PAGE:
What can two college students do with $150?
Besides the obvious answers, how about, instead, using the money to buy the components needed to take your very own photographs of earth from the edge of space?
I recall, as a young boy, thinking of ways to attach and operate a camera on a balloon which would rise into the sky and take pictures of the area I lived around. The adventure of doing this was something I never carried out.
During the first week of September, two creative MIT students did just this with the launch and recovery of Project Icarus.
Justin Lee and Oliver Yeh are students attending the Massachusetts Institute of Technology.
Sept. 2, the two launched their balloon containing a camera from Sturbridge Massachusetts where it rose to a height of 93,000 feet or 17.61 miles, which technically puts it into the stratosphere.
“We are a group of MIT students seeking to share the artistic aspects of science with others. On Sept. 2, 2009, we launched a digital camera into near-space to take photographs of the earth from high up above,” a statement on their web site says.
The two students used a helium-filled latex balloon, a Canon A47 camera, four lithium AA batteries, and a Motorola i290 “Boost Mobile” prepaid cell phone with internet and Global Positioning System (GPS) capability (which acted as the balloon’s GPS receiver). The software program used by the two students with the GPS receiver was called “Accutracking,” which reported its GPS location.
They knew their balloon and equipment needed to rise to an altitude high enough to take the photographs from the edge of space and withstand the challenging temperatures of the stratosphere. They also needed to be able to track and recover the camera when it came back to earth.
To combat the extreme cold in the stratosphere, the two students cleverly used a Styrofoam cooler which contained hand warmers that were tightly fitted against the electronic components kept inside the cooler. This kept their equipment functioning throughout the camera’s flight.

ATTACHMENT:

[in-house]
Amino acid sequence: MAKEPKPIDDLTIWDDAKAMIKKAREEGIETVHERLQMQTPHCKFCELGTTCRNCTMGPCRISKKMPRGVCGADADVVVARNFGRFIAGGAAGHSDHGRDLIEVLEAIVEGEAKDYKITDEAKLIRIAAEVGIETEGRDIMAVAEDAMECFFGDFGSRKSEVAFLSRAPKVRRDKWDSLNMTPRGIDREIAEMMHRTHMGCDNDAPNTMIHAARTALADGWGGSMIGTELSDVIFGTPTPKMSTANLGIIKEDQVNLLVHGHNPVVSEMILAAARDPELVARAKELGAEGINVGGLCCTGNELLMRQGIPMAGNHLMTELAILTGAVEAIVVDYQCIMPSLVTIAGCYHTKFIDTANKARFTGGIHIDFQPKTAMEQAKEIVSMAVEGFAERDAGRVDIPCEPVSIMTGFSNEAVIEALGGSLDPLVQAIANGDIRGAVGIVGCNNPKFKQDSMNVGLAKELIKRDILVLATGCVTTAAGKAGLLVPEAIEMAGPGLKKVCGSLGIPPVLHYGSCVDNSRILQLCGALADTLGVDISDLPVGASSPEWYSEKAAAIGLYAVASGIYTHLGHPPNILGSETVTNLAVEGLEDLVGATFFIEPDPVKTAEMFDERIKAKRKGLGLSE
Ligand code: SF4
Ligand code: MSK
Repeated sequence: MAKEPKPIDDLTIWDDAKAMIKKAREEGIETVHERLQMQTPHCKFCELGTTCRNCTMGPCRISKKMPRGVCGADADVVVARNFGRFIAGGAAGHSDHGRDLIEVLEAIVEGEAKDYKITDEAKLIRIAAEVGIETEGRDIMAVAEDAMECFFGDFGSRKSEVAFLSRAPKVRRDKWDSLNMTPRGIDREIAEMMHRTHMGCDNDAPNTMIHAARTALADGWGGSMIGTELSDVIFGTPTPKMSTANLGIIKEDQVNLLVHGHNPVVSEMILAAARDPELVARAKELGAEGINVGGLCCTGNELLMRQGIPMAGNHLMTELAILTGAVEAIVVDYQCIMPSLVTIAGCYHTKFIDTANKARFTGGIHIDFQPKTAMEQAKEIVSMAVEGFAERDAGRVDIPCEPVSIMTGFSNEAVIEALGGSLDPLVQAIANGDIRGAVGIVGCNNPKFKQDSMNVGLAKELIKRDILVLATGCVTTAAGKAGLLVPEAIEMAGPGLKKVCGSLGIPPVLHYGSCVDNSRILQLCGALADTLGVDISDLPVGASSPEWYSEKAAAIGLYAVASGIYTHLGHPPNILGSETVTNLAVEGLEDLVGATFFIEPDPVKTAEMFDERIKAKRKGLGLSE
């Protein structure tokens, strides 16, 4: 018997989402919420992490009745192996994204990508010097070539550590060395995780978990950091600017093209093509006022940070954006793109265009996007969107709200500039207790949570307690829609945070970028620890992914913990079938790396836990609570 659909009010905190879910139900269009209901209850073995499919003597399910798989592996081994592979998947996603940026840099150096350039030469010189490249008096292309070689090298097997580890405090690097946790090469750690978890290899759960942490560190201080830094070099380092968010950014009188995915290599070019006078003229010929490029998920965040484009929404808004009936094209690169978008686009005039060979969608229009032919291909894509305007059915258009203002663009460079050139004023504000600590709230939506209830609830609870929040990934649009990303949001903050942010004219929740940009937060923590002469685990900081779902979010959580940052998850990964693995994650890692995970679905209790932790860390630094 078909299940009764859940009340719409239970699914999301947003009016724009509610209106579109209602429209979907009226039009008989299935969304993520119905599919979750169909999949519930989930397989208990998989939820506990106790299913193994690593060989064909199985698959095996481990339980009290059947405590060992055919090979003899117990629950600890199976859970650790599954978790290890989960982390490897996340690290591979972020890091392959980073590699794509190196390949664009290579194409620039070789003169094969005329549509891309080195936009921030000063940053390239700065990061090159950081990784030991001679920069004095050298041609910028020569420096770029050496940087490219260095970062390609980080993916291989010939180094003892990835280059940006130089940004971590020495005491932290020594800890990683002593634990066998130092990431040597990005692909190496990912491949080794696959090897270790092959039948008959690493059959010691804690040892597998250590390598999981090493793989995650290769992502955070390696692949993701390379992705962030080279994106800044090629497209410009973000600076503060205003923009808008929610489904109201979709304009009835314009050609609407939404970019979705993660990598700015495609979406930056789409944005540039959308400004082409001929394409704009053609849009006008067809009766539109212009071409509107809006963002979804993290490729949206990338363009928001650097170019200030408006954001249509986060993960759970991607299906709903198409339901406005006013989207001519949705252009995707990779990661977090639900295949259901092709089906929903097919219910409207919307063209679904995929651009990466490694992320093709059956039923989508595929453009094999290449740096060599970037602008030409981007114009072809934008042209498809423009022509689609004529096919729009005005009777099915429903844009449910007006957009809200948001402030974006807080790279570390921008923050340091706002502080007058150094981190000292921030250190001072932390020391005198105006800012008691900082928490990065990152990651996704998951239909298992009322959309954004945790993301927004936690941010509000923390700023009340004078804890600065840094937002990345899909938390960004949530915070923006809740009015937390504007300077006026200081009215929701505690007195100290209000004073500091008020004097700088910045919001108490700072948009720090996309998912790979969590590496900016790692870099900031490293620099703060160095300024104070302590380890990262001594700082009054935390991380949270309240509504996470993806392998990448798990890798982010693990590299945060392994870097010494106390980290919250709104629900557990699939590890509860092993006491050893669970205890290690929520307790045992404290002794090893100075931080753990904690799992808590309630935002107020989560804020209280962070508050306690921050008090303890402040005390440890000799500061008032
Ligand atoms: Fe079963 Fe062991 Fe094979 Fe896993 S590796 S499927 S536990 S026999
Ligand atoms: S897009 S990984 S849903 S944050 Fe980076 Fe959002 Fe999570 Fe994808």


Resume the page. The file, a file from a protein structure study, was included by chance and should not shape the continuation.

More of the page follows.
I know my devoted readers are thinking, “Isn’t there any FAA regulations about civilians launching balloons into the sky?”
Yes, there are.
However, in this case, FAA regulations say it is legal as long as the payload is less than four pounds.
The total combined weight of the students’ balloon and all the components inside the payload capsule was 28 ounces, or roughly 1.75 pounds.
The students knew that if they could keep the weight of the camera and other components light enough, then the 300-grams-balloon would have enough lift to carry everything into the upper stratosphere.
After launch, the two students continued to track the capsule visually for about half an hour, until the glare of the sun prevented them from further viewing.
The students say the GPS information recorded in the flight logs only reported a maximum altitude of 19,853 feet which was due to software limitations. With some straightforward calculations, they estimated the balloon achieved an altitude of about 93,000 feet before returning to the earth. The balloon’s ascent took about four hours, and its descent back to earth (after the balloon popped) took 40 minutes.
To get the best photographs possible, the camera was set to take a picture every five seconds at 1/800 of a second shutter speed. Using an 8GB Secure Digital (SD) card, the camera took enough pictures to record the entire trip of the balloon from launch to retrieval, which lasted about five hours.
The pictures I saw taken from their flight are truly breathtaking. They are very impressive and as good as some I have seen on NASA’s web site.
Both the curvature of the earth as well as the blackness of space were clearly photographed by the camera. The pictures also show cloud formations scattered across a blue earth below. The outer edges of our atmosphere show a much brighter blue, as it is reflecting the sunshine. The camera was able to take some very crisp, detailed, and clear photographs.
“We looked at these photographs and thought, wow, these are beautiful this is artwork,” said Lee. “This inspired us to sit down and really think deep about the relationships between science and art.”
The two started a web site for Project Icarus at http://space.1337arts.com.
I just might complete my boyhood dream and try to send a balloon with a camera tied to it into the upper stratosphere. However, I will need to rethink my original idea for connecting a string to operate the shutter on my vintage 1972 Kodak Instamatic X-15 camera. I will also need to figure out a way to change those Sylvania flash Magicubes at 93,000 feet.
Be sure to visit this week’s Web Site of the Week. The Bits_blogger has uploaded many of the stunning photographs taken, along with the YouTube video from Project Icarus. You will also find details of the components used, the launch, flight, and recovery.